We watched in awe as they ripped down our lumber order and smiled like bank robbers as we carted it all home. (Yep, I say “carted” as we literally dragged it the 3.5km home on a cart. Hobo style.)
Cartin it up
After we got the wood home, we set to making our cuts. I soon noticed that our 2×2′s looked a bit bigger than I was expecting. The big box stores 2×2′s usually measure in at 1 1/2″ x 1 1/2″ . Our fancy schmancy lumber yard boards were 1 3/4″ x 1 3/4″.
The lumber safely arriving at home
That was great news for us (who doesn’t like bigger wood, eh eh?) however it threw the plans a monkey wrench. After some quick math we opted to lengthen the frame by an 1″ to compensate (as to not skew the drawer sizes). However we didn’t want to futz with the height, as it was already quite high, and we didn’t want the TV to be any taller, and harder to see.
El Granto measured the cuts, I cut them on our new miter saw; Martha. (It’s named Martha because the saw is a Mastercraft brand, and Martha Stewart is the master crafter…see it makes perfect sense, right?)
Martha the compound miter saw
The wood cuts waiting for pocket holes
DIY TIP! We keep all the cuts for one project in a milk crate. This keeps your offcuts from mixing with your good pieces, and ensures you don’t forget anything.
Then El Granto started drilling the pocket holes for assembling the frame. OMG there are a bucketload of pocketholes. We cut all the frame & supports, and drilled all our pocket holes. I counted them up and El Granto made a total of 104 pocket holes. This isn’t even counting the holes we’ll need for attaching the shelves, sides, back and top. Holy hell batman.
El Granto Drilling Pocket Holes
Here’s a video of El Granto drilling some pocket holes. He attaches the Kreg Jig with a regular clamp directly to his small work table. This makes the whole thing steady, and keeps the clamp from digging into the wood. Yep, that’s Green Day playing in the background. El Granto has his garage stereo hooked up to his phone so he can blast inspiration woodworking music, like punk rock or heavy metal.
We brought the wood in, and let it warm back up, and I laid out how the front of the frame is to be assembled.
Wood cut, pocket holes drilled, ready to be assembled
Frame laid out
That was enough work for one day! The frame assembly will have to wait for next weekend.
What did you get up to last weekend? Any big woodworking projects you’re taking on this spring?
To kick off Mike Holmes’ new show Holmes Makes It Right which premiers tonight at 9pm on HGTV, Mike Holmes & some Holmes “look-alikes” will be gallivanting around Toronto in capes between 11am-4pm today. Spot a Super Holmes or a Holmes Look Alike and enter to win $5,000 cash or prizes from Milwaukee Tools and Roxul!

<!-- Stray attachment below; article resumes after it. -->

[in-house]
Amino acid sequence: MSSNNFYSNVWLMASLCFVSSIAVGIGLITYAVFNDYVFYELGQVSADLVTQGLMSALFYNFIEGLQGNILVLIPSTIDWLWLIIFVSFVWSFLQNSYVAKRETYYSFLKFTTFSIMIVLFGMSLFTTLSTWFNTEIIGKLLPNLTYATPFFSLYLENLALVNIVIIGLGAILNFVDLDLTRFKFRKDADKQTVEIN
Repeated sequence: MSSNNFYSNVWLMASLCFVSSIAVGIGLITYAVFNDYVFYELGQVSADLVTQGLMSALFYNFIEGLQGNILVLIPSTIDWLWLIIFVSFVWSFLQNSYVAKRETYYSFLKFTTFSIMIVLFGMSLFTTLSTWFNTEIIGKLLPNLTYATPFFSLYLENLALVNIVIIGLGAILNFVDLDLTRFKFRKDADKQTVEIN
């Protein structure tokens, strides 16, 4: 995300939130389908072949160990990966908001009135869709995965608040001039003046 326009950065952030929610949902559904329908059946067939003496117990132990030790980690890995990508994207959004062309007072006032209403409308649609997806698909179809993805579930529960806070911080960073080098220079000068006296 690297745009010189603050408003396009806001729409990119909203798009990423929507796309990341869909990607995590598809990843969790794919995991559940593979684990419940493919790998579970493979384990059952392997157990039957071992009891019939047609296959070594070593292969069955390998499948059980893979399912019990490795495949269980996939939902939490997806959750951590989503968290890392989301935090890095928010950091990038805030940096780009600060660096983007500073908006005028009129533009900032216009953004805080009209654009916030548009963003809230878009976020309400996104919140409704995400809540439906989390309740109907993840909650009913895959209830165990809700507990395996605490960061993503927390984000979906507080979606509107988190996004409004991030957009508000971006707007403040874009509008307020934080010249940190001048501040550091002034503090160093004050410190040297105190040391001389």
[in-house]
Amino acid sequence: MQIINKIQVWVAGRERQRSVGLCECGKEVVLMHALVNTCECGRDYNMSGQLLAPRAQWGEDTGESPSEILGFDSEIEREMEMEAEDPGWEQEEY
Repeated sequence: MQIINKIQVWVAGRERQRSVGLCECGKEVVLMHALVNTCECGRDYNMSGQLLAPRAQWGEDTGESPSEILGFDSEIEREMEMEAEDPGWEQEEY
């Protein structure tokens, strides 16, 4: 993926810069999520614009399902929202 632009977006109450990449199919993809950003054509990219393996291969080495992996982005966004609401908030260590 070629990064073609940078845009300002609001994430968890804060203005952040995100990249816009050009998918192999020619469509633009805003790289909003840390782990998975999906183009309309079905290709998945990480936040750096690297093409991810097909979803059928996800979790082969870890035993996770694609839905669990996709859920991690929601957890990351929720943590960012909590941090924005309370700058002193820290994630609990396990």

As you may know Mike saved us from our leaky mess of a home when he fixed our house as part of a Holmes Inspection episode. Check it out here. We owe the world to Mike & his team, and we’re excited to see the families and homes he’s going to help this time around!
My dog can’t actually speak, but I’d say his actions speak louder than words. When he wants something he will hit it with his paw (if he wants food he hits his bowl, he hits the door when he wants to go outside and smacks you in the face when he thinks you’ve had enough sleep on a Saturday morning). There’s nothing quite like a dog slapping you out of a dead sleep. If he could talk I think he would be saying “get your lazy ass outta bed and play fetch with me”.
My dog does a lot of weird stuff. I thought I’d share with the world, so they too could see what a bizarre vizsla he is. So here goes, a (semi) regular post entitled S#%t my Dog Does!
As a puppy he wanted to sit on the sofa arm
Fully grown, he still thinks he should sit on sofa arms
He loves hanging out in the bathtub
He photo bombs
and he thinks people are for sitting ON
He also believes rakes and brooms are the spawn of Satan, and that they should die. (This is him as a puppy, but he still does this to this day.)
Does your dog like to do weird things? Does he hang out in strange places?
A year and a half ago, El Granto and I purchased our first home. A 100 year old storefront in downtown Toronto. It was recently converted, had a beautiful reno, was ideally located, had a yard for a future dog and a garage for El Granto’s motorcycle. Perfect. We signed the papers, and moved in a month later. Then the skylight leaked, the sink leaked, the brand new dishwasher didn’t work, the basement leaked, the storefront window leaked and the icing on the cake; the dryer vent leaked into our bedroom ceiling making for a hell of a mess days before Christmas. We were in trouble. Luckily we received some awesome help from Mike Holmes and his Holmes Inspection crew.
Here is our story!